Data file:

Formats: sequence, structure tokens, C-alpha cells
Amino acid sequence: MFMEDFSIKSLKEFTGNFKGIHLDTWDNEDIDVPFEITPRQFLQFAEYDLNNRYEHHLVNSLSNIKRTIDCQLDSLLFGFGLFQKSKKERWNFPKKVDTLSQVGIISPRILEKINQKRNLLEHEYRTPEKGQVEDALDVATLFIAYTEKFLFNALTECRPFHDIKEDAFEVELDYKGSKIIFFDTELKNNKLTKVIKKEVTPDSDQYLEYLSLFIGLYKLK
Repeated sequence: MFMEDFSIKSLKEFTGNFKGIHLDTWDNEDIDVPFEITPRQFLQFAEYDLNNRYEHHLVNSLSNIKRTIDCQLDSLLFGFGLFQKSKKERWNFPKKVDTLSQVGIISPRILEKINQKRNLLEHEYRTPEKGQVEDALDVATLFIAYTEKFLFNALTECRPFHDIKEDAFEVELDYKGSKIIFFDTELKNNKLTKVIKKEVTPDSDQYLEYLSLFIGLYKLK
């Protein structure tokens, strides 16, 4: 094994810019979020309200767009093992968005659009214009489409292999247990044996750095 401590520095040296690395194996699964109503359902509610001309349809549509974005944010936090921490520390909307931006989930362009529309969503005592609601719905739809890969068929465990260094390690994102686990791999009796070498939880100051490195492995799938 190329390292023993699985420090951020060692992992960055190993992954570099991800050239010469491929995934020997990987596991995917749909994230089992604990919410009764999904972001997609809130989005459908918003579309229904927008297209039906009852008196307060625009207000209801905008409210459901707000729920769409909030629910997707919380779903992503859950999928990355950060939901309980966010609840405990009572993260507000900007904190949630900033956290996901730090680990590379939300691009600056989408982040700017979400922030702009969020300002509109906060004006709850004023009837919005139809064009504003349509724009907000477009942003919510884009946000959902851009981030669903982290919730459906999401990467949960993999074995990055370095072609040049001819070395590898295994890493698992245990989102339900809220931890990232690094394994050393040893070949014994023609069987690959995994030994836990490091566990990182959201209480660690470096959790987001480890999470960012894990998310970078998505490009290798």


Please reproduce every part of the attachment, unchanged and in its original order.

Formats: sequence, structure tokens, C-alpha cells
Amino acid sequence: MFMEDFSIKSLKEFTGNFKGIHLDTWDNEDIDVPFEITPRQFLQFAEYDLNNRYEHHLVNSLSNIKRTIDCQLDSLLFGFGLFQKSKKERWNFPKKVDTLSQVGIISPRILEKINQKRNLLEHEYRTPEKGQVEDALDVATLFIAYTEKFLFNALTECRPFHDIKEDAFEVELDYKGSKIIFFDTELKNNKLTKVIKKEVTPDSDQYLEYLSLFIGLYKLK
Repeated sequence: MFMEDFSIKSLKEFTGNFKGIHLDTWDNEDIDVPFEITPRQFLQFAEYDLNNRYEHHLVNSLSNIKRTIDCQLDSLLFGFGLFQKSKKERWNFPKKVDTLSQVGIISPRILEKINQKRNLLEHEYRTPEKGQVEDALDVATLFIAYTEKFLFNALTECRPFHDIKEDAFEVELDYKGSKIIFFDTELKNNKLTKVIKKEVTPDSDQYLEYLSLFIGLYKLK
């Protein structure tokens, strides 16, 4: 094994810019979020309200767009093992968005659009214009489409292999247990044996750095 401590520095040296690395194996699964109503359902509610001309349809549509974005944010936090921490520390909307931006989930362009529309969503005592609601719905739809890969068929465990260094390690994102686990791999009796070498939880100051490195492995799938 190329390292023993699985420090951020060692992992960055190993992954570099991800050239010469491929995934020997990987596991995917749909994230089992604990919410009764999904972001997609809130989005459908918003579309229904927008297209039906009852008196307060625009207000209801905008409210459901707000729920769409909030629910997707919380779903992503859950999928990355950060939901309980966010609840405990009572993260507000900007904190949630900033956290996901730090680990590379939300691009600056989408982040700017979400922030702009969020300002509109906060004006709850004023009837919005139809064009504003349509724009907000477009942003919510884009946000959902851009981030669903982290919730459906999401990467949960993999074995990055370095072609040049001819070395590898295994890493698992245990989102339900809220931890990232690094394994050393040893070949014994023609069987690959995994030994836990490091566990990182959201209480660690470096959790987001480890999470960012894990998310970078998505490009290798």